Measuring Behaviour as Outcome of Interprofessional Interventions: A Review of a Recent Tool Inventory.

Siegrid Deutschlander, Sara Mallinson

Abstract


Background: This article discusses a recently developed inventory of questionnaires by a former working group of the Canadian Interprofessional Health Collaborative (CIHC) to promote interprofessional (IP) intervention (education and practice) and program evaluation. The classification of questionnaires into six outcome levels revealed an unusually large number focusing on behavioural outcomes. Behavioural outcomes are key measures for evaluating IP interventions, and we decided to further explore the design of questionnaires in this inventory.

Methods and Findings: The data presented in this article are based on a systematic search and review of questionnaires published in peer-reviewed journals between 2000 and 2010 that evaluate outcomes related to interprofessional education and collaborative practice. The review was used to construct an inventory that placed questionnaires into six outcome levels: attitudes; knowledge, skills, and abilities; collaborative behaviour of providers at the workplace; collaboration as part of organizational practice; patient satisfaction with collaboration, and provider satisfaction with collaboration. We took a closer look at the subgroup of measures on collaborative behaviour of providers (Level 3 Outcome). We found that the questionnaires included in Level 3 measure a range of competencies. The wording of the subscale items was at times difficult to interpret. While some statements can be clearly attributed to measuring behaviour, others could be seen as measuring some sort of attitudes, beliefs, or knowledge. Since subscale items tended to be a combination of indicators, it was difficult to attribute questionnaires to one particular level.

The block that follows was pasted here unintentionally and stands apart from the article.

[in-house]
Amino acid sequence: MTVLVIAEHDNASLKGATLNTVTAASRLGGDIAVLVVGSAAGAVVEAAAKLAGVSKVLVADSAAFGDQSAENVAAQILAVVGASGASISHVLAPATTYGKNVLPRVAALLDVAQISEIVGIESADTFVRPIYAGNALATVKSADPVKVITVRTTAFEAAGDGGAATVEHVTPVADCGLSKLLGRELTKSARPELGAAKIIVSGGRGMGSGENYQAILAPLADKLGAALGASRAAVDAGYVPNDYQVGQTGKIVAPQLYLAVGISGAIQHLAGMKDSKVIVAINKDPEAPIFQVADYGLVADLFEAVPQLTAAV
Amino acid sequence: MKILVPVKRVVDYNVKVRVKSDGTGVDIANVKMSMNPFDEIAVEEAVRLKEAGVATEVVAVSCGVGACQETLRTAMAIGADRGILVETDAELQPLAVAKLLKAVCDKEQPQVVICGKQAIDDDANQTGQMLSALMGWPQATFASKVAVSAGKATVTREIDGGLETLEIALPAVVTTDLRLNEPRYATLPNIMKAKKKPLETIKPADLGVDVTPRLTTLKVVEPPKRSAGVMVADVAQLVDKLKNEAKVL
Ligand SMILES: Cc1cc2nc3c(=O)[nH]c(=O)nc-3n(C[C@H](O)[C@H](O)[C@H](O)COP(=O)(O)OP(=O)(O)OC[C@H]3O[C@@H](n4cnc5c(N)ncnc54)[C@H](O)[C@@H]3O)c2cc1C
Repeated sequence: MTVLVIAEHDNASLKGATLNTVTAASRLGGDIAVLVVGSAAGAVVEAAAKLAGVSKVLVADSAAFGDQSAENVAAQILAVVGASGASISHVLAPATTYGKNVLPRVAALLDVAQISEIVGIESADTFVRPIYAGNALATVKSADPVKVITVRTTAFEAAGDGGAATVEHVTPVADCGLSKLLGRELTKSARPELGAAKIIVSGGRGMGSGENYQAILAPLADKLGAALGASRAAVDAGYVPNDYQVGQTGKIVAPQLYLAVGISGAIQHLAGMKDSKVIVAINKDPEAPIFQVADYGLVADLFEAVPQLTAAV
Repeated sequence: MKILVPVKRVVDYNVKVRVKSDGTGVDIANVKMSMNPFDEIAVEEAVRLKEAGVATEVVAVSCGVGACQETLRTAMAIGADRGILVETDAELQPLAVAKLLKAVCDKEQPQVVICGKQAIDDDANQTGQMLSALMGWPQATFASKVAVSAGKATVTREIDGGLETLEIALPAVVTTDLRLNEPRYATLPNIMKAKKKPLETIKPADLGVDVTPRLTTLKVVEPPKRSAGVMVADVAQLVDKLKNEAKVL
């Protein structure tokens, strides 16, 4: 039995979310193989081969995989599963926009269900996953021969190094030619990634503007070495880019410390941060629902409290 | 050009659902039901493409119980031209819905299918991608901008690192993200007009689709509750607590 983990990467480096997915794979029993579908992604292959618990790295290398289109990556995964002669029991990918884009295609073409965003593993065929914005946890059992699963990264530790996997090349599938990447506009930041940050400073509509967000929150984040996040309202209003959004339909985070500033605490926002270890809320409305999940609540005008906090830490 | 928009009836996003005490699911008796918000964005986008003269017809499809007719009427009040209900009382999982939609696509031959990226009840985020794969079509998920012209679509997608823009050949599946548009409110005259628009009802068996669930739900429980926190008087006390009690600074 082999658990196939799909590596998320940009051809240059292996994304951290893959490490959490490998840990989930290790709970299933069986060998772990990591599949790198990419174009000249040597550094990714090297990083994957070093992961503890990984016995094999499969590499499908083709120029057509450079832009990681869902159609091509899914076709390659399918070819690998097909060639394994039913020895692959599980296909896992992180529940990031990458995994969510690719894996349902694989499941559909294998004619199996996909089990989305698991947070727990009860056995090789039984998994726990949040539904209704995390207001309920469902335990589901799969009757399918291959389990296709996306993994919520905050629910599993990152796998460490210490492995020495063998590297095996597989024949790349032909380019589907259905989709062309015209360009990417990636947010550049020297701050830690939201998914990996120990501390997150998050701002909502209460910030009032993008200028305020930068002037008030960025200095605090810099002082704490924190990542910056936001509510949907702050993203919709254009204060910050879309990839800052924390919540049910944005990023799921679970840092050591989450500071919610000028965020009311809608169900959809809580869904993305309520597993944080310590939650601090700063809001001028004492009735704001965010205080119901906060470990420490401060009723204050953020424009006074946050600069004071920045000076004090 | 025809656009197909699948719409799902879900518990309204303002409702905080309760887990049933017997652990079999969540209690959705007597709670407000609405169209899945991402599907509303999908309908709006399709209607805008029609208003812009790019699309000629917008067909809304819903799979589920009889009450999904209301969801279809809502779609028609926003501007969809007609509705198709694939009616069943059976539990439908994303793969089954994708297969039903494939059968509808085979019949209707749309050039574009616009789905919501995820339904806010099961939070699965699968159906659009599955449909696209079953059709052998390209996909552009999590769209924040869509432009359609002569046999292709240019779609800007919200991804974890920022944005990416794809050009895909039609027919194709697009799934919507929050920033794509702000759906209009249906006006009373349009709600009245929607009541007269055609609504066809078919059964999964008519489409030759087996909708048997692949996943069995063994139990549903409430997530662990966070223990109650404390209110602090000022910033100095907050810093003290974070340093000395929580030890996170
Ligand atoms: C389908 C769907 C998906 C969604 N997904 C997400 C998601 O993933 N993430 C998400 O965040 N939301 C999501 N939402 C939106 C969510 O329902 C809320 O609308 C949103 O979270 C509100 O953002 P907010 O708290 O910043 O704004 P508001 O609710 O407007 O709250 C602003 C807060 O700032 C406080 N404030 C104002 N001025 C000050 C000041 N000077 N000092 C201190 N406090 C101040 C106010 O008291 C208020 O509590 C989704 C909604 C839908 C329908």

Conclusions: Designing questionnaires for evaluating outcomes from IP interventions is a challenge, especially when behavioural competencies are of interest. We would welcome more attention paid to the input of potential users in questionnaire construction, who are mostly left with little guidance on how to interpret the questions. Triangulation of methods to supplement the current focus on subjective outcome evaluations from IP interventions would also enhance this research.


Keywords


Competency evaluation; Questionnaires; IP education; Collaboration; IP competencies

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DOI: http://dx.doi.org/10.22230/jripe.2014v4n2a179